The trappings of the personal technology revolution might feel indispensable now, but that doesn’t mean we like them. Does bouncing around in Facebook‘s social pinball machine make you happy? When there’s a beat in the conversation and you reach for your iPhone, is that gesture somehow in the pursuit of happiness? The answer is complicated, but worth slowing down to consider. And the Apple Watch, while imperfect by early accounts, might be part of it.
Smartphones let us do a lot of mind-blowing things, but they also suck. They makes us anxious, they pump us full of white-hot FOMO—and they siphon off our attention, which is now understood to be a fairly quantifiable, limited resource.
Personally, I can’t stand my smartphone. When I tell my friends outside of tech that I wish I had a dumbphone, they think I’m joking. But I don’t hate my iPhone (and Facebook and Twitter and email and iMessage and everything else) because I’m technology-averse—that’s clearly not the case. I just think all of those things could do a way better job of helping me, a fairly undisciplined, very digital person, be happy.
More often it feels like the opposite. I trudge into my notifications and refresh each app in a listless sort of circuit. Minutes bleed away. Hours even. Rehearsing empty digital gestures leaves me with less than I had before. My mental resources drained, I shuffle out like a zombie and console myself: At least I wasn’t bored.
Tomas Chamorro-Premuzic of the Guardian writes about the consequences of this vicious loop in what he deems the “distraction economy”:
“The result is a degradation of attention that causes ADHD-like behaviours, such as impulsivity and boredom. These symptoms are best evidenced during digital withdrawal: those 20 minutes on the tube, or the six hours of downtime while flying over an ocean.”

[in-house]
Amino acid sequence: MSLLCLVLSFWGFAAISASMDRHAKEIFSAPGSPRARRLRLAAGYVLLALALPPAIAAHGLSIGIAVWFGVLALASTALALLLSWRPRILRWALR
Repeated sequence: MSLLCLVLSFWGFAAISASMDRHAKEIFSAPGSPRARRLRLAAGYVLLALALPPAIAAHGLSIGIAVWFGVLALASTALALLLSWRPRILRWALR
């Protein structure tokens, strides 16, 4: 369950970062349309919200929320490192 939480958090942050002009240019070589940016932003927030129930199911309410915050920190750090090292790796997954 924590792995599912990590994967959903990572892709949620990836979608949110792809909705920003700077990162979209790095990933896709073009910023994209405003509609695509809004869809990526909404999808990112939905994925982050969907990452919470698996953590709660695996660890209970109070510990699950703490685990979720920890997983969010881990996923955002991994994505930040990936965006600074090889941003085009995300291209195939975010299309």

With most of our digital time already divvied up, commodified, and monetized, we barely know what to do with ourselves.
“A one-time theoretical physicist, Michael Goldhaber, defined the attention economy as a ‘system that revolves primarily around paying, receiving and seeking what is most intrinsically limited and not replaceable by anything else, namely the attention of other human beings’… But if attention is the new currency of the digital economy, what are consumers getting in return?”
Tech and happiness don’t mix… yet
Addiction and happiness are two very, very different phenomena, but they can look sort of similar. The former can be characterized by the alleviation of distress—subtracting a bad thing (feelings of craving, withdrawal) rather than adding a good one. I’m idly worried I received an important a text, so I pick up my phone to check for a notification and relieve the worry. In a happiness-seeking scenario, picking up my phone would be a gesture in pursuit of some kind of deeper fulfillment, one that stuck around and improved my quality of life rather than draining away milliseconds later.
Society is more technologically advanced at this moment than at any other moment in history, but on the whole we’re certainly no happier. What we are, however, is hooked.
Rehearsing empty digital gestures leaves me with less than I had before.
A 2010 review on the recent science of happiness published by Stanford suggests that technology and happiness don’t really have anything to do with one another. The advent of the computer did not directly affect happiness among Americans (notably, television didn’t either). Instead, people with sufficient wealth “are often stuck on what psychologists call a hedonic treadmill—a perpetual pursuit of material goods, which reduces the available time for personal relationships and yields minimal emotional rewards.”
That psychological process of insatiable craving, withdrawal, of pushing the stone up the hill only to have it roll back down, is a well understood phenomenon outside of tech, where we’re more inclined to call it what it is: addiction. In tech, we don’t like to use that word, even while Silicon Valley’s sea of engineers craft software and hardware vessels for exactly that. But can we make better ones? Does anyone even want to?
The thing where they’re marketing the Apple Watch as “the cure for the way our last product ruined your life” is pretty interesting— Gabriel Roth (@gabrielroth) April 9, 2015